Slice of Life Tuesday: Finding treasures in unexpected places


 The Tuesday Slice of Life Writing Community is hosted by Stacey and Ruth at 

A lovely summer day of Washington County antique-hunting, brought my daughter and me to this magical place – McCartee’s Barn, in Salem, N.Y.  We poked around through the barn,  and found a dresser that now sits in an apartment in Morningside Heights, N.Y.    

Then, we turned our attentions to the house itself – and an entire floor devoted to art, antiques, collectibles and an assortment of beautiful and unusual things:
 
Everywhere we looked, there was something to feast our eyes upon. My practical daughter, needing everything from furniture to knives and forks, consulted her list, and her budget, and cut a disciplined path through the assembled treasures.  She was focused on the need to haves…but I was not.  There is not a cupboard, table top of storage unit in my house that is not already filled to the brim with dishes, and glassware, and stuff, so I had no excuse for doing what I did: I fell in love with this …. and I’m not even sure what it is!!!
Why? Because the instant I saw it I was transported back in time to my childhood in India.  Every summer, we’d take the train all the way from the bustling city of Bombay to Cape Comorin, a resort village at  the very tip of the Indian subcontinent where three oceans meet (the Indian Ocean, the Bay of Bengal and the Arabian Sea) and one can watch the sun set and the moonrise all at once.  The journey would take many days, and I remember passing the time for hours, just watching an endless succession of stunning scenery – mountains, ocean, jungles, farms.  And mealtimes were such an adventure, for someone would inevitable rap on our carriage door just as soon as the train had come to a halt at some station, and hand us one of these:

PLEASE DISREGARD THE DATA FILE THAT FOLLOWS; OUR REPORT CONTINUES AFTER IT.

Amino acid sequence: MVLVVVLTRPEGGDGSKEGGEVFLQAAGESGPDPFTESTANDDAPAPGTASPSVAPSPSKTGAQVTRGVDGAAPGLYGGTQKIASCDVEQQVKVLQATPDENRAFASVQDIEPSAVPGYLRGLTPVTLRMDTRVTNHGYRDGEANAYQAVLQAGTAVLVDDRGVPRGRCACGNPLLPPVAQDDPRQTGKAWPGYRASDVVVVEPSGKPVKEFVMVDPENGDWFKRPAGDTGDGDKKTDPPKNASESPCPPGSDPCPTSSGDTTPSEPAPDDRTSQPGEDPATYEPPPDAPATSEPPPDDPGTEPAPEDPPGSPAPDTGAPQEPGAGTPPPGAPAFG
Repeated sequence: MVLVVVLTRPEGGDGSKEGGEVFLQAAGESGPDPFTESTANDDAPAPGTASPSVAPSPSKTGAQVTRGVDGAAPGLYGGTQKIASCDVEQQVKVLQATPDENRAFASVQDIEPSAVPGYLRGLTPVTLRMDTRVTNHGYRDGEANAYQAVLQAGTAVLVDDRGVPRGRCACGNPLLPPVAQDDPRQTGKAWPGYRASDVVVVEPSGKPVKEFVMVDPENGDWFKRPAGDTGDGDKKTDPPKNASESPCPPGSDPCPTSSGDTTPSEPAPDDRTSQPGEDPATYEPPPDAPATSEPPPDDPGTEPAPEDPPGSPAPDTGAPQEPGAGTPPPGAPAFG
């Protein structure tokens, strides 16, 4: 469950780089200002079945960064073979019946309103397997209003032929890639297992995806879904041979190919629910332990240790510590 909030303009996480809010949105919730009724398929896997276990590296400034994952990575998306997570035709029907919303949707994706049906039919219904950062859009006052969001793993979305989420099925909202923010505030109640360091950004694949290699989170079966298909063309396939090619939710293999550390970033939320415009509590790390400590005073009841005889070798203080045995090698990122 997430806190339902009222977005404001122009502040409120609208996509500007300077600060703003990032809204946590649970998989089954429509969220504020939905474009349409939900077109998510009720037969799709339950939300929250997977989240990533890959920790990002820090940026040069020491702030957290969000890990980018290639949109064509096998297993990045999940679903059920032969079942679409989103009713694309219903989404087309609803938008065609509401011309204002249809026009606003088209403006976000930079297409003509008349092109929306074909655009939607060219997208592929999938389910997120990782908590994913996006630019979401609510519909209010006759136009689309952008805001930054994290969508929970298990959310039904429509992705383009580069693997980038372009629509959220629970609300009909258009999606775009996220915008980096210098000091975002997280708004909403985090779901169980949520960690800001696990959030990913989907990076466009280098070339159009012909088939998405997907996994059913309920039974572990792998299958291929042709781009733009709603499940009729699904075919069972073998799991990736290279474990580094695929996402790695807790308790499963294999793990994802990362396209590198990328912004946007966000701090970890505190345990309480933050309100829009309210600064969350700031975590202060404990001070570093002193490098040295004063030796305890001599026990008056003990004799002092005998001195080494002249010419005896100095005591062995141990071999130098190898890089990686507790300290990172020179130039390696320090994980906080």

Each compartment of this “tiffin carrier” would contain something divinely delectable: curries, rice, Indian bread, pickles, relishes.  We’d feast for a while, and then reassemble the empty tins. And, at the next station, someone would rap on our door once again to collect our tiffins.  As a child, the whole process seemed magical to me: the appearance of delicious food just when we needed it, the spreading out of the feast – a tapestry of rich colors and vibrant scents, and then being able to enjoy this food as we watched mile after mile of endlessly varied and striking landscape roll by.   The tiffin carrier, summer holidays, the languorous journey – an interconnected series of long ago memories all returned to me when I saw the glass container.  It was much more elegant than the metal contraption of memory, true, but it came close.  I saw it, I remembered, and I was filled with the kind of warmth one reserves for special memories. I had to have it.